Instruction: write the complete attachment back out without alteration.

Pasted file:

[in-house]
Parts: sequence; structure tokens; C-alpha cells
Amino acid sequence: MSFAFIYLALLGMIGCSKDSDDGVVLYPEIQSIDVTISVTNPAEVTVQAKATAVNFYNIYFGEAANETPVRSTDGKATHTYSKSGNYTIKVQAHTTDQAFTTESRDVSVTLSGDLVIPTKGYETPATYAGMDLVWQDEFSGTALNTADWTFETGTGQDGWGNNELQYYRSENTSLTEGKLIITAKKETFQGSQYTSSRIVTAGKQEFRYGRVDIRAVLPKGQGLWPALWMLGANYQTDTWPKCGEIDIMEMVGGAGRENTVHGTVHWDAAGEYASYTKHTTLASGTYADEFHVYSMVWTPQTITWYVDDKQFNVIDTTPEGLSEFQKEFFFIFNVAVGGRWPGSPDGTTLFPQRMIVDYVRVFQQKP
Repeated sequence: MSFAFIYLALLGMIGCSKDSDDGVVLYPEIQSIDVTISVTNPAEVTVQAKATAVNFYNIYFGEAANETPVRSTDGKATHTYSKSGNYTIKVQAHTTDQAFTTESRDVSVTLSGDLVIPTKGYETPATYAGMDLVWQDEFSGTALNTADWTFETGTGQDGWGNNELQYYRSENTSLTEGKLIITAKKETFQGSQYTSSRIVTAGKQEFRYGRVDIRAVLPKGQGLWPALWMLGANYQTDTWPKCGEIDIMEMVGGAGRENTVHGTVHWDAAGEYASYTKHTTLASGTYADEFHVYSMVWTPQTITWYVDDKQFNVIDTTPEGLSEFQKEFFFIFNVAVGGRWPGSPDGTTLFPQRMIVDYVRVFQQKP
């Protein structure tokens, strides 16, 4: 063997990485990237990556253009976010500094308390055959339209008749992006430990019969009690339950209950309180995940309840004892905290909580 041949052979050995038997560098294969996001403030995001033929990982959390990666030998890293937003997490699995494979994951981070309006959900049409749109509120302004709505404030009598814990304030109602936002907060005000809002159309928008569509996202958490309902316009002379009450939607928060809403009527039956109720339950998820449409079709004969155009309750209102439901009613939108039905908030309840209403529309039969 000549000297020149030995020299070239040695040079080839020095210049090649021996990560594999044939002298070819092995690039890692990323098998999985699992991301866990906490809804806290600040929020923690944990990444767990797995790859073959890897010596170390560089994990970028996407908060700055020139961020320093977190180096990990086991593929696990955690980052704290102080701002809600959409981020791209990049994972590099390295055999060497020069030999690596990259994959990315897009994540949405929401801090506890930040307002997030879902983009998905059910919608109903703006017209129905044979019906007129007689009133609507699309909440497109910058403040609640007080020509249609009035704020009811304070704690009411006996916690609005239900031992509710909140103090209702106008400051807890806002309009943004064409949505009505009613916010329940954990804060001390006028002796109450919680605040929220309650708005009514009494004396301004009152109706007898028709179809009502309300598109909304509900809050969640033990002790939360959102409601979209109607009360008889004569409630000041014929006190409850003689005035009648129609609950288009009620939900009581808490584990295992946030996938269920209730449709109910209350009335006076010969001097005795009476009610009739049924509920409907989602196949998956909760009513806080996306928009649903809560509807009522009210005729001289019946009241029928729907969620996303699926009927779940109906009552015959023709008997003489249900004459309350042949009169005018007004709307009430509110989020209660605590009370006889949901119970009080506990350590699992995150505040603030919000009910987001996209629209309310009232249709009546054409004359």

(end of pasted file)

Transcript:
[in-house]
Parts: sequence; structure tokens; C-alpha cells
Amino acid sequence: MSFAFIYLALLGMIGCSKDSDDGVVLYPEIQSIDVTISVTNPAEVTVQAKATAVNFYNIYFGEAANETPVRSTDGKATHTYSKSGNYTIKVQAHTTDQAFTTESRDVSVTLSGDLVIPTKGYETPATYAGMDLVWQDEFSGTALNTADWTFETGTGQDGWGNNELQYYRSENTSLTEGKLIITAKKETFQGSQYTSSRIVTAGKQEFRYGRVDIRAVLPKGQGLWPALWMLGANYQTDTWPKCGEIDIMEMVGGAGRENTVHGTVHWDAAGEYASYTKHTTLASGTYADEFHVYSMVWTPQTITWYVDDKQFNVIDTTPEGLSEFQKEFFFIFNVAVGGRWPGSPDGTTLFPQRMIVDYVRVFQQKP
Repeated sequence: MSFAFIYLALLGMIGCSKDSDDGVVLYPEIQSIDVTISVTNPAEVTVQAKATAVNFYNIYFGEAANETPVRSTDGKATHTYSKSGNYTIKVQAHTTDQAFTTESRDVSVTLSGDLVIPTKGYETPATYAGMDLVWQDEFSGTALNTADWTFETGTGQDGWGNNELQYYRSENTSLTEGKLIITAKKETFQGSQYTSSRIVTAGKQEFRYGRVDIRAVLPKGQGLWPALWMLGANYQTDTWPKCGEIDIMEMVGGAGRENTVHGTVHWDAAGEYASYTKHTTLASGTYADEFHVYSMVWTPQTITWYVDDKQFNVIDTTPEGLSEFQKEFFFIFNVAVGGRWPGSPDGTTLFPQRMIVDYVRVFQQKP
């Protein structure tokens, strides 16, 4: 063997990485990237990556253009976010500094308390055959339209008749992006430990019969009690339950209950309180995940309840004892905290909580 041949052979050995038997560098294969996001403030995001033929990982959390990666030998890293937003997490699995494979994951981070309006959900049409749109509120302004709505404030009598814990304030109602936002907060005000809002159309928008569509996202958490309902316009002379009450939607928060809403009527039956109720339950998820449409079709004969155009309750209102439901009613939108039905908030309840209403529309039969 000549000297020149030995020299070239040695040079080839020095210049090649021996990560594999044939002298070819092995690039890692990323098998999985699992991301866990906490809804806290600040929020923690944990990444767990797995790859073959890897010596170390560089994990970028996407908060700055020139961020320093977190180096990990086991593929696990955690980052704290102080701002809600959409981020791209990049994972590099390295055999060497020069030999690596990259994959990315897009994540949405929401801090506890930040307002997030879902983009998905059910919608109903703006017209129905044979019906007129007689009133609507699309909440497109910058403040609640007080020509249609009035704020009811304070704690009411006996916690609005239900031992509710909140103090209702106008400051807890806002309009943004064409949505009505009613916010329940954990804060001390006028002796109450919680605040929220309650708005009514009494004396301004009152109706007898028709179809009502309300598109909304509900809050969640033990002790939360959102409601979209109607009360008889004569409630000041014929006190409850003689005035009648129609609950288009009620939900009581808490584990295992946030996938269920209730449709109910209350009335006076010969001097005795009476009610009739049924509920409907989602196949998956909760009513806080996306928009649903809560509807009522009210005729001289019946009241029928729907969620996303699926009927779940109906009552015959023709008997003489249900004459309350042949009169005018007004709307009430509110989020209660605590009370006889949901119970009080506990350590699992995150505040603030919000009910987001996209629209309310009232249709009546054409004359």